Blog for Choice 2010: Illegal Abortion Does Not Mean Fewer Abortions

It’s Blog for Choice Day!

In honor of the day, I’d like to put something out there that might be helpful to you fabulous pro-choicers in discussing the issue with your pro-life friends.  This may be obvious to you already, but it was a point that I never really thought of when I was talking with my pro-life college roommates about abortion, and I think it’s really powerful.  So try asking this question:

Are you opposed to legal abortion because you believe that fewer abortions will result?

This is a powerful question because I think a lot of people who are opposed to abortion for religious reasons simply want women to stop having abortions.  If we can make it clear that outlawing abortion, or making it financially impossible to have a safe abortion, or putting up obstacles to safe and legal abortions, does not actually decrease abortions, we may be able to encourage pro-lifers to take their fight away from the courtrooms.

We do have some points of commonality.  I think that many pro-choice and pro-life people would prefer that there were fewer abortions.  How can we achieve this goal?  Not through outlawing abortion.  Outlawing abortion means that women will use dangerous herbs, sharp objects, etc. to self-abort, or will go to “practitioners” that may not be providing abortions in safe or sterile environments.  Women won’t stop aborting because it’s illegal, but they will increase the risk to their own health and lives.  Take the US before Roe, or the many countries where abortion is not legal and accessible, as examples.  We can achieve the goal of fewer abortions, though, through other means.  Think sex education (including education about the meaning of consent for both men and women), full health insurance coverage (including Medicaid coverage) of contraceptive counseling and options, and fighting against poverty, especially for women.  When women have options and education in a general sense, they will be able to engage in responsible family planning and avoid unwanted pregnancies.  True, there are some folks who are opposed to family planning in general, but I think there may be a lot of pro-lifers who would ultimately agree that these are good goals.  Work on them.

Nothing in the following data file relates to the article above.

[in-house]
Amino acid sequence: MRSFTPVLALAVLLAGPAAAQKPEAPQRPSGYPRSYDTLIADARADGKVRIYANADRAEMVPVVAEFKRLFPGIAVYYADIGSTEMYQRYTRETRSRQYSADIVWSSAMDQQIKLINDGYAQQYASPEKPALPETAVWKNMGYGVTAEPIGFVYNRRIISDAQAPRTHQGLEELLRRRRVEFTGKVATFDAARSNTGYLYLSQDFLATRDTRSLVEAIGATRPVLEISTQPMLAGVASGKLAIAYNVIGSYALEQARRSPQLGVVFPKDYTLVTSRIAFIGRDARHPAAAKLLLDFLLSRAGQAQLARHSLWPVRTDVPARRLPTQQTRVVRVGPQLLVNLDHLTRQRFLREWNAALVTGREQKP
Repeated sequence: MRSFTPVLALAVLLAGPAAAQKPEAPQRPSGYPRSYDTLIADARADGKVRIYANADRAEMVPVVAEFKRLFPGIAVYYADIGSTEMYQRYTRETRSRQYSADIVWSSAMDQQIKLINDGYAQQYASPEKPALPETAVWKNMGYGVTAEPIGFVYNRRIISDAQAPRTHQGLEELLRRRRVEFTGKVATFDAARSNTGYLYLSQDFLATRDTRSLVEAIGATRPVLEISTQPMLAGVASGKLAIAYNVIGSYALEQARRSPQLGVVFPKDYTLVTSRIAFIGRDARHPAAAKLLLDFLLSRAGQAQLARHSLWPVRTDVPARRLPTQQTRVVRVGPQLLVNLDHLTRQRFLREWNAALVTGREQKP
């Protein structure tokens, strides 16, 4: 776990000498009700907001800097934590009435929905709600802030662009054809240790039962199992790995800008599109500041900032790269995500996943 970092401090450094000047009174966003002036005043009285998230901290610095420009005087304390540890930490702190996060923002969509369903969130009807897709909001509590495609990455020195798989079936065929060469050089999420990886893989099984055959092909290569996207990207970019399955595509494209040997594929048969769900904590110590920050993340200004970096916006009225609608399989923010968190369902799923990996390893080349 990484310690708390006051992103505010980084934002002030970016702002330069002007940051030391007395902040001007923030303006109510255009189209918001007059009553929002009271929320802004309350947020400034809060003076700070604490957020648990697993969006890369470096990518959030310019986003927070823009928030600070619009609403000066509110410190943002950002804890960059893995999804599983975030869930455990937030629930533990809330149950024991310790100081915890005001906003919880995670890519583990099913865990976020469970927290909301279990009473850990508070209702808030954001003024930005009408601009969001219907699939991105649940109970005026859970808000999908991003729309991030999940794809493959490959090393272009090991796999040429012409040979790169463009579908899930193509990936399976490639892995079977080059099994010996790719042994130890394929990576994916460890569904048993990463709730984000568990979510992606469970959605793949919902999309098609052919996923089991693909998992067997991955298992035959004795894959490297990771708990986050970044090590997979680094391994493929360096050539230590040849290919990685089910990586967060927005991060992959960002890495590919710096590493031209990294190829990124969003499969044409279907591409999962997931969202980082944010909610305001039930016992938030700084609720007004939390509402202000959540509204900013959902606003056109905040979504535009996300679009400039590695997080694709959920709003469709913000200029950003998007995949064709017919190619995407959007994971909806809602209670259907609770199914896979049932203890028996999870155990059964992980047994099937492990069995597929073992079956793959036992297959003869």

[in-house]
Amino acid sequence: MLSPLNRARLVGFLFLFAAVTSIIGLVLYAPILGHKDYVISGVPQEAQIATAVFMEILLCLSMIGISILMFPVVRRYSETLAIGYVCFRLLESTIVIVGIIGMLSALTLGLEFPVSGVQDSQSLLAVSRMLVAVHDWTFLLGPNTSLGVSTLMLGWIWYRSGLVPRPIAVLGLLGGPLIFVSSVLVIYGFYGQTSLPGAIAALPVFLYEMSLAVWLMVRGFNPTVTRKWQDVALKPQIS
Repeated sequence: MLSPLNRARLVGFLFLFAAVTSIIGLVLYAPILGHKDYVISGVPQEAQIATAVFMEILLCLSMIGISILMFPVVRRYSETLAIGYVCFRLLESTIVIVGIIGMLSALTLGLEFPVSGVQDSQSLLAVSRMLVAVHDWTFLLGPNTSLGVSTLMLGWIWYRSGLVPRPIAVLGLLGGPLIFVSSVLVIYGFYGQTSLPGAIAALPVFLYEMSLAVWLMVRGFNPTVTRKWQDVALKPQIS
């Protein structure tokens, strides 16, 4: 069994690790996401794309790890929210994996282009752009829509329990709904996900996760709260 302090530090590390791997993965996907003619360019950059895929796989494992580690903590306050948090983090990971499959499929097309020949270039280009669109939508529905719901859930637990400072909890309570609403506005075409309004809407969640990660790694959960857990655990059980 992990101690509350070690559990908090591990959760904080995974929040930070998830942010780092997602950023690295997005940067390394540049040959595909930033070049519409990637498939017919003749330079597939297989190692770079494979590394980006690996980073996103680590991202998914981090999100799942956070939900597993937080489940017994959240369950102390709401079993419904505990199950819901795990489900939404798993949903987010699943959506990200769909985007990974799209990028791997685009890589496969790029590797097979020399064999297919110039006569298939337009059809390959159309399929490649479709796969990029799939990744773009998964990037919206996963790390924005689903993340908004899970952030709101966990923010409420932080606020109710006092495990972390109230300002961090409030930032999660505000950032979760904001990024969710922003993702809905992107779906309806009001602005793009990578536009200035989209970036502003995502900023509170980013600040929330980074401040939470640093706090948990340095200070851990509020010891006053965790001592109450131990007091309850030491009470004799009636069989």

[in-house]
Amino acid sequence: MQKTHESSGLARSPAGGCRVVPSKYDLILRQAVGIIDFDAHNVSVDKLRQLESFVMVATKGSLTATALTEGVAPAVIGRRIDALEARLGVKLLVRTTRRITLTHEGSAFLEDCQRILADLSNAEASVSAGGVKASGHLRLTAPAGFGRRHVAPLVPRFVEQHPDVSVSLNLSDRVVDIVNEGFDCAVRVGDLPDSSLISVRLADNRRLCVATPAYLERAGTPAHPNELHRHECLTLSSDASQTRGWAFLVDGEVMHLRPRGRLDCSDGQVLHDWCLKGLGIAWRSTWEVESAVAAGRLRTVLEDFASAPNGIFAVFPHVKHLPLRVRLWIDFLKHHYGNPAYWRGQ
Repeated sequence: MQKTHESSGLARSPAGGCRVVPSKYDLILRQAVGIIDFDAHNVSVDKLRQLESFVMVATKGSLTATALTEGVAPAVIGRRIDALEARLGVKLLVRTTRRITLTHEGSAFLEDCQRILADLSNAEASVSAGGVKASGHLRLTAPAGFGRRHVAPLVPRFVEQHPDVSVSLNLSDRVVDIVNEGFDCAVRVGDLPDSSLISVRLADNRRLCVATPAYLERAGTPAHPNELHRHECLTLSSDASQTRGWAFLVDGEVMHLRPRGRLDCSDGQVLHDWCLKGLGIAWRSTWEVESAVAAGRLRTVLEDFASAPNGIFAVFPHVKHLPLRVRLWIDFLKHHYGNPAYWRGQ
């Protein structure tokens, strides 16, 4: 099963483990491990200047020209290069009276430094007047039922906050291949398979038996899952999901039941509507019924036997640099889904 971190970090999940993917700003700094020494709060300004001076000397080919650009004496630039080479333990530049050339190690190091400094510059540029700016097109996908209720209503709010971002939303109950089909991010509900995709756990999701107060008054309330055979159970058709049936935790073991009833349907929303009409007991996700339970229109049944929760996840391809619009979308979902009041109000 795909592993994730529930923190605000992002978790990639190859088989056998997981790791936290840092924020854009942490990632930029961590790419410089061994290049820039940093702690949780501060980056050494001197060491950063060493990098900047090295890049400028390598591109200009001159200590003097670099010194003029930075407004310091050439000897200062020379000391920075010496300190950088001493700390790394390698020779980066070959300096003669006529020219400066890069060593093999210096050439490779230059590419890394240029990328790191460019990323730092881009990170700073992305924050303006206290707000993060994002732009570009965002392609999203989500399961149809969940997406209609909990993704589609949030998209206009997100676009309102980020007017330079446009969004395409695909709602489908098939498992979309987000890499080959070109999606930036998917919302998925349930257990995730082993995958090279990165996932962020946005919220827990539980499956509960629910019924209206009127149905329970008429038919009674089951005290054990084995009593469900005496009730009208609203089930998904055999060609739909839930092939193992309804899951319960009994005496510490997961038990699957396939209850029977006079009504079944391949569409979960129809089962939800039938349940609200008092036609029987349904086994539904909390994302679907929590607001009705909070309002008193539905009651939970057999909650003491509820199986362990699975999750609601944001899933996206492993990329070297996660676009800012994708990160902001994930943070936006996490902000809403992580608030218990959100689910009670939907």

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About Avory

Avory Faucette is a queer feminist activist, writer, and public speaker. Zie graduated from the University of Iowa with a JD in 2009, focusing on international human rights and gender/sexuality issues in the law. Hir current work focuses on queer identity, policy, and marginalized identities under the queer umbrella. As a genderqueer person, zie comments frequently on non-binary identity, transgender and genderqueer issues, and media coverage of these populations. Zie also speaks at colleges, universities, and events on transgender and queer issues and conducts trainings on related topics.

Posted on January 22, 2010, in activism, reproductive rights and tagged , , , , , . Bookmark the permalink. Leave a comment.

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